The EU General Court recently upheld an infringement decision of the EU Commission (EC), in which the investment bank Goldman Sachs (GS) was found jointly and severally liable for violating Article 101 TFEU as a result of indirectly owning / holding a stake in Prysmian, a company who participated in cartel activities relating to high voltage underground and submarine power cables.

The facts

  • From 1999-2009 a number of producers of underground and submarine voltage power cables, including Prysmian, were involved in cartel activity relating to customer allocation and market sharing agreements in breach of EU antitrust rules.
  • In July 2005, a GS-owned fund acquired 100% of the capital in Prysmian from Pirelli. This shareholding level decreased shortly thereafter following shares divestments to Apollo and the Pyrsmian management team. Until the IPO in May 2007 the GS shareholding was between 84-91% of the Prysmian equity. According to the EC, the GS fund controlled 100% of the voting rights in Pyrsmian during this period.
  • In May 2007, 46% of Prysmian’s shares were floated through the IPO; additional disposals of 12.3% and 9.9% of the shares in Pyrsmian followed.
  • After the infringement ended (in April 2009) the GS fund held 31.69% of the shares in Prysmian.
  • GS gradually sold off its remaining stake in Prysmian and exited the investment altogether in May 2010.

Parent liability – general principles

There is established case law with regard to parent liability:

  • The parent company can be held responsible where its subsidiary does not decide independently upon its own conduct on the market but carries out, in all material aspects, the instructions given by the parent company. The concept of parent liability is a broad one – it has, for instance, been established in cases where the parent held a 50% interest in largely independent and market-facing joint venture.
  • The EC needs to establish that the parent company actually exercises decisive influence over the commercial conduct of the subsidiary, i.e. it is not sufficient that the parent is in a position to exercise such conduct. There is not a single factor to prove decisive influence – rather the EC relies on a number of legal and economic links when finding a parent company jointly and severally liable with its subsidiary.
  • However, if the subsidiary is wholly owned, a presumption arises that the parent company does in fact exercise decisive influence over its subsidiary. This can be rebutted on the basis that the subsidiary acts autonomously. The presumption has also been applied in cases where the parent holds nearly 100% (e.g. 98%). In practice the presumption is very difficult for the parent to rebut.
  • A pure financial investor can avoid liability for a cartel infringement of its subsidiary, so long as it refrains from any involvement in its management and its control.

Liability for Prysmian’s fine

The General Court confirmed the EC’s decision:

  • For the period of July 2005 – May 2007: The court found that the EC could presume that the GS had the possibility to exercise decisive influence over the subsidiary where it is able to all the voting rights associated with the subsidiary shares. It was in a situation that was comparable to that of a sole owner of the subsidiary business. It is, according to the General Court, not relevant that the GS fund did not hold all of the share capital in the subsidiary (here: 84-91% for most of the relevant period). GS was not able to rebut the presumption of having exercised decisive influence during this period.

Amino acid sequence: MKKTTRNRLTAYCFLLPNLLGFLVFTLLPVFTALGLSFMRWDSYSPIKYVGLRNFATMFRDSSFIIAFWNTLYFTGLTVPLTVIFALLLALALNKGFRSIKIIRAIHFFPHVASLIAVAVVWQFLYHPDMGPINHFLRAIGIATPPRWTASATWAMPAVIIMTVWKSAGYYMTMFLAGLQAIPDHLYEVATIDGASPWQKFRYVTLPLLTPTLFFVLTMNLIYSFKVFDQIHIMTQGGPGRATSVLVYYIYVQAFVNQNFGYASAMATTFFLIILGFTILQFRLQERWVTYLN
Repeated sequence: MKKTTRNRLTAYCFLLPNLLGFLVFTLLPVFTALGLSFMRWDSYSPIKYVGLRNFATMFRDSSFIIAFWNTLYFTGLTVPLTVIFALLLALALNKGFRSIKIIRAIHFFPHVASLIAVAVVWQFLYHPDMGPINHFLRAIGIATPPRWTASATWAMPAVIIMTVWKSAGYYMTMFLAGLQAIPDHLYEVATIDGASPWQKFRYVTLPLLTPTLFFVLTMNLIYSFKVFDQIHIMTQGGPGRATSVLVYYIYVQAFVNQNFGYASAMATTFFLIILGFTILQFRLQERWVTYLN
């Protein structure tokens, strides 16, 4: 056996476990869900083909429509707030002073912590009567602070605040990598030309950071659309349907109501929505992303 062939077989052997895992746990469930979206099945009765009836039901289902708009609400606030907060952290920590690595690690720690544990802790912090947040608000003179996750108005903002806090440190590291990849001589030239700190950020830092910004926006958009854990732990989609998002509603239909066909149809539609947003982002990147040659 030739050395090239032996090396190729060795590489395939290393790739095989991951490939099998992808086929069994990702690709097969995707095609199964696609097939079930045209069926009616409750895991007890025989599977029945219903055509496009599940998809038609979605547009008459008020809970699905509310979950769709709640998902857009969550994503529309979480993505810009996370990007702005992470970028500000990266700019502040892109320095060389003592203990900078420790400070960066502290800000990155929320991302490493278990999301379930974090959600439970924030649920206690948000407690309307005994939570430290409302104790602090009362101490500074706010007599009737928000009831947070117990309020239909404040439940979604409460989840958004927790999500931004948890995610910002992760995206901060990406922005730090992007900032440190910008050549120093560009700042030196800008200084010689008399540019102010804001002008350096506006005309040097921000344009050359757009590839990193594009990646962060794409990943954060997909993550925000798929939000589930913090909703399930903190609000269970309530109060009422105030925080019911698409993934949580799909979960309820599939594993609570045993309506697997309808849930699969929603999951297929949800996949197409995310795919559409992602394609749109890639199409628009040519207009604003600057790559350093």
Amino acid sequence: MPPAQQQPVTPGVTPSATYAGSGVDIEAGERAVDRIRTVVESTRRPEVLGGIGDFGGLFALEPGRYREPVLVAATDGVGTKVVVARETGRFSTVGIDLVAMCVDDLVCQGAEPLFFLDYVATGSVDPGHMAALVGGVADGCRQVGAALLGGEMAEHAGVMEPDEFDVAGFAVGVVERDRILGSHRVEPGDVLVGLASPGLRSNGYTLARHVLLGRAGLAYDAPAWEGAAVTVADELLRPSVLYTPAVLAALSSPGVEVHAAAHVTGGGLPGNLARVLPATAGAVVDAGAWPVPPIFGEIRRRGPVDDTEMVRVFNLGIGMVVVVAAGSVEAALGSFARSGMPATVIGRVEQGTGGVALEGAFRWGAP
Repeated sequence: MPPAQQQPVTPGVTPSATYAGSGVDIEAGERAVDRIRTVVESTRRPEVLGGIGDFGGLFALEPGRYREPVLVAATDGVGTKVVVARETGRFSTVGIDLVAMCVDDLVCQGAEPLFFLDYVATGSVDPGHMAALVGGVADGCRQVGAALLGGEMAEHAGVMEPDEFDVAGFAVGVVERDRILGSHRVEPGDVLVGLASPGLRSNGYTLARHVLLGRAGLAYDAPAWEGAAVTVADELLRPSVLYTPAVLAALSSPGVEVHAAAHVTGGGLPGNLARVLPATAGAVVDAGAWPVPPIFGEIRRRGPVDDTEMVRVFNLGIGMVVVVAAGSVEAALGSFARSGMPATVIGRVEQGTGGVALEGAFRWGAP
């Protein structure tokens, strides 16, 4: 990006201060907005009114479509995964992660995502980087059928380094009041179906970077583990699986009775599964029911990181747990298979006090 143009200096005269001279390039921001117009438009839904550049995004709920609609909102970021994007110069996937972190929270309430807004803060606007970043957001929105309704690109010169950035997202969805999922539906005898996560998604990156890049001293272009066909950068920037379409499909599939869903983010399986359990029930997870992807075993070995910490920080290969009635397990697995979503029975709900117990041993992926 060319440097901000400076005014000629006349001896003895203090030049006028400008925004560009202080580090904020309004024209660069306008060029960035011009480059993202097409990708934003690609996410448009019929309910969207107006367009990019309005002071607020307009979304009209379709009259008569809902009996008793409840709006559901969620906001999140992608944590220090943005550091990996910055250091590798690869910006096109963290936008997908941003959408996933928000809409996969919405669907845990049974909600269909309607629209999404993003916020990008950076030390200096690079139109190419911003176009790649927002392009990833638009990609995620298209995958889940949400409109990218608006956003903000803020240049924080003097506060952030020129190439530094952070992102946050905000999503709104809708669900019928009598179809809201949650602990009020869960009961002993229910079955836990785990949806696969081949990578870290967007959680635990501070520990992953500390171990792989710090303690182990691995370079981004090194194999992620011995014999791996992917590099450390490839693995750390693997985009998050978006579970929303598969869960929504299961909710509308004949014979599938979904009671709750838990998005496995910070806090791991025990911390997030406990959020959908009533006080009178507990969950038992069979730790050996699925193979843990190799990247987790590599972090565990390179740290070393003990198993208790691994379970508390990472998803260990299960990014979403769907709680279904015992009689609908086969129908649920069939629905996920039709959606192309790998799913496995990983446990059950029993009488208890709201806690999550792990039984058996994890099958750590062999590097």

• For period of May 2007 – January 2009: For this period the EC could not rely on the presumption that the GS fund exercised decisive influence (as the shareholding was much lower than 100%). As mentioned, the shareholding of the GS fund gradually dropped and was only at 31.69% at the end of the infringement period. The EC did nonetheless find that GS exercised decisive influence as:
    • GS had the power to appoint various board members of Prysmian;
    • It had the power to call shareholders meetings and to propose the revocation of directors (or the board as such);
    • GS’s actual representation in the Prysmian board of directors;
    • The important role played by GS on the committees (relating to internal controls and compensation) established by Prysmian;
    • The receipt of regular updates and monthly reports regarding the development of Prysmian’s business;
    • Measures to ensure continuation of decisive control post-IPO (GS changed the Prysmian by-laws in a way that it could appoint 5 of the 6 Prysmian board of directors in the future and GS appointed the board of directors of Pyrsmian until April 2009); and
    • Evidence of behaviour typical of an industrial owner as it favoured cross-selling between Prysmian and other GS entities.


The judgment shows that the concept of parental liability in EU competition law is applied broadly and that there is only limited scope for financial investors to “escape” a fine based on a financial investor defense. In particular, a financial investor may be held liable even in case of a minority shareholding if they hold certain rights (e.g. veto rights relating to senior management), giving them the possibility to intervene with the company business. For any such investment that is not a purely financial one, a thorough due diligence of the target business should be conducted beforehand, including involving specialized antitrust lawyers.

The views expressed in this blog post are the author’s personal views and do not necessarily reflect those of Freshfields Bruckhaus Deringer.


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